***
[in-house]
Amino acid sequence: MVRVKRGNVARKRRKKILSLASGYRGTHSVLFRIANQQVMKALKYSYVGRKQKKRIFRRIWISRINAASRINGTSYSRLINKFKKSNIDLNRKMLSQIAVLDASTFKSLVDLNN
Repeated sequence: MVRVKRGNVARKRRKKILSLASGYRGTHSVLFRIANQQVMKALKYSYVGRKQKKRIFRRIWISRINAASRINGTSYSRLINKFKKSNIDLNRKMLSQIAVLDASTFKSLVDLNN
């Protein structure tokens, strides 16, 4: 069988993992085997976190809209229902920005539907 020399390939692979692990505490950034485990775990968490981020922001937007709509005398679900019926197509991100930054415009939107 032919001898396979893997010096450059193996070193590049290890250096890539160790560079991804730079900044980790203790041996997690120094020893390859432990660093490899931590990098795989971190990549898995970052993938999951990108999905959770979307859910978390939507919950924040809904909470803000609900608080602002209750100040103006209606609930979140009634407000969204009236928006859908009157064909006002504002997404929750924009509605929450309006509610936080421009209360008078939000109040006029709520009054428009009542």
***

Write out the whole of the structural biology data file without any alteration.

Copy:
[in-house]
Amino acid sequence: MVRVKRGNVARKRRKKILSLASGYRGTHSVLFRIANQQVMKALKYSYVGRKQKKRIFRRIWISRINAASRINGTSYSRLINKFKKSNIDLNRKMLSQIAVLDASTFKSLVDLNN
Repeated sequence: MVRVKRGNVARKRRKKILSLASGYRGTHSVLFRIANQQVMKALKYSYVGRKQKKRIFRRIWISRINAASRINGTSYSRLINKFKKSNIDLNRKMLSQIAVLDASTFKSLVDLNN
């Protein structure tokens, strides 16, 4: 069988993992085997976190809209229902920005539907 020399390939692979692990505490950034485990775990968490981020922001937007709509005398679900019926197509991100930054415009939107 032919001898396979893997010096450059193996070193590049290890250096890539160790560079991804730079900044980790203790041996997690120094020893390859432990660093490899931590990098795989971190990549898995970052993938999951990108999905959770979307859910978390939507919950924040809904909470803000609900608080602002209750100040103006209606609930979140009634407000969204009236928006859908009157064909006002504002997404929750924009509605929450309006509610936080421009209360008078939000109040006029709520009054428009009542």